Do #BlackLivesMatter Anymore?

#BlackLivesMatter was a thing, just like #OccupyWallStreet was a thing before it. And now those things are done. The problem with turning chronic social injustice into a media concern is that once it loses its traction in the media people get the idea that somehow it’s been dealt with. A cause grabs media attention (with its very own hashtag) and people call it “raising awareness” or, if they’re feeling lofty, “raising consciousness”. Something has been accomplished. Progress has been made. We can go home now.

After the tent city at police headquarters had been disbanded, after the march to Queen’s Park, after Kathleen Wynne’s acknowledgment of systemic racism, after push-back from the Toronto Police Association, I drifted past Toronto Police Headquarters and noticed something odd. There’s a bronze sculpture by Les Drysdale out in front. A woman in police uniform holds a trowel and leans in as if spreading mortar for a new brick. Someone had left a fresh slice of watermelon on the trowel. It looks as if the (Caucasian) police officer is serving up watermelon to the ghosts of the Black protesters.

watermelon-564-1

How are we supposed to interpret this? Maybe it’s a straight-up racist taunt. Or maybe it’s an ironic comment from someone frustrated with the (fairly typical) “What? Me racist?” response from respectable men like Mike McCormack. Or maybe it’s the work of an agent provocateur who wants to throw gasoline on the fire. Or maybe it’s a prank by kids smoking weed in the alley near Fran’s. Or maybe it’s radical art by students from OCAD.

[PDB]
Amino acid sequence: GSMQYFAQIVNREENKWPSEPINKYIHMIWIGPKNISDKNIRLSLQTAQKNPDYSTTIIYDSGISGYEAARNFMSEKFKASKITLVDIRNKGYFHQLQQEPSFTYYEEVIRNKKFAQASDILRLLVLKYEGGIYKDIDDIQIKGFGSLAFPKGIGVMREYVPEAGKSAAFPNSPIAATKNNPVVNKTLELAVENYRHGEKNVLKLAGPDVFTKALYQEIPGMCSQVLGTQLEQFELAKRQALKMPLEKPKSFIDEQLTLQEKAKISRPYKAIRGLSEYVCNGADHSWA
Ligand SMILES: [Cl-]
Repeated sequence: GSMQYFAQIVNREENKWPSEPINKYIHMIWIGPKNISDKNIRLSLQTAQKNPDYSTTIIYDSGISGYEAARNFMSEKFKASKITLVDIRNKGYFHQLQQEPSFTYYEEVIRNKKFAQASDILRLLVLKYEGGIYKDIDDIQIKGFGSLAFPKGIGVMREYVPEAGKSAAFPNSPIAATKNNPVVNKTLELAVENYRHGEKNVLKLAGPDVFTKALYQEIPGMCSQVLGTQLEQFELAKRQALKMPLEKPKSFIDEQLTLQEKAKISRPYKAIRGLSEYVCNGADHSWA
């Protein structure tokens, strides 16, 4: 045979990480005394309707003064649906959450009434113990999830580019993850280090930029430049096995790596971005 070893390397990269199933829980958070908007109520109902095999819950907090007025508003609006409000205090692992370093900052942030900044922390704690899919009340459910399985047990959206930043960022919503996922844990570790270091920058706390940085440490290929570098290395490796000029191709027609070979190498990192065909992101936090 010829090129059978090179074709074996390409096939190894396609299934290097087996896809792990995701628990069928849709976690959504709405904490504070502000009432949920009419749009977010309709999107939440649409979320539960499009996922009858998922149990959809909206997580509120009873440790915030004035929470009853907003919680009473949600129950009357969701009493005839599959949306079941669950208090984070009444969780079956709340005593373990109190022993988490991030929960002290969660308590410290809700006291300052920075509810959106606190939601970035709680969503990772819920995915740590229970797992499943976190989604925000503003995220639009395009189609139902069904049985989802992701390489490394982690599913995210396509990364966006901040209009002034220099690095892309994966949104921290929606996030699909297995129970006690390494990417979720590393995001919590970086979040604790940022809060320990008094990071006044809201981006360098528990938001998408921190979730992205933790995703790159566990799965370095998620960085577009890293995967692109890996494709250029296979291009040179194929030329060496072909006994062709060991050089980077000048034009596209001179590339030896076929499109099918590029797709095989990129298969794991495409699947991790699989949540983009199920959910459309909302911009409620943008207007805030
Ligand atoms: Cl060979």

Then, of course, there’s a second-order question of interpretation. Once I record the watermelon on the trowel as a photograph, how should viewers interpret the image I’ve made? I don’t think it’s for me to say. However, I do want to point out that this was not a fortuitous capture in the moment. I spent maybe 20 or 30 minutes photographing the sculpture with watermelon and thinking about what I was looking at. I shot from different angles. With and without a polarizing filter. With a variety of people walking through the scene. Ultimately, I settled on a shot with the streetcar in the background. I like the play of red between the streetcar and the watermelon. I also like the fact that the streetcar places the scene unequivocally in Toronto where, as everybody knows, we don’t have problems with racism.

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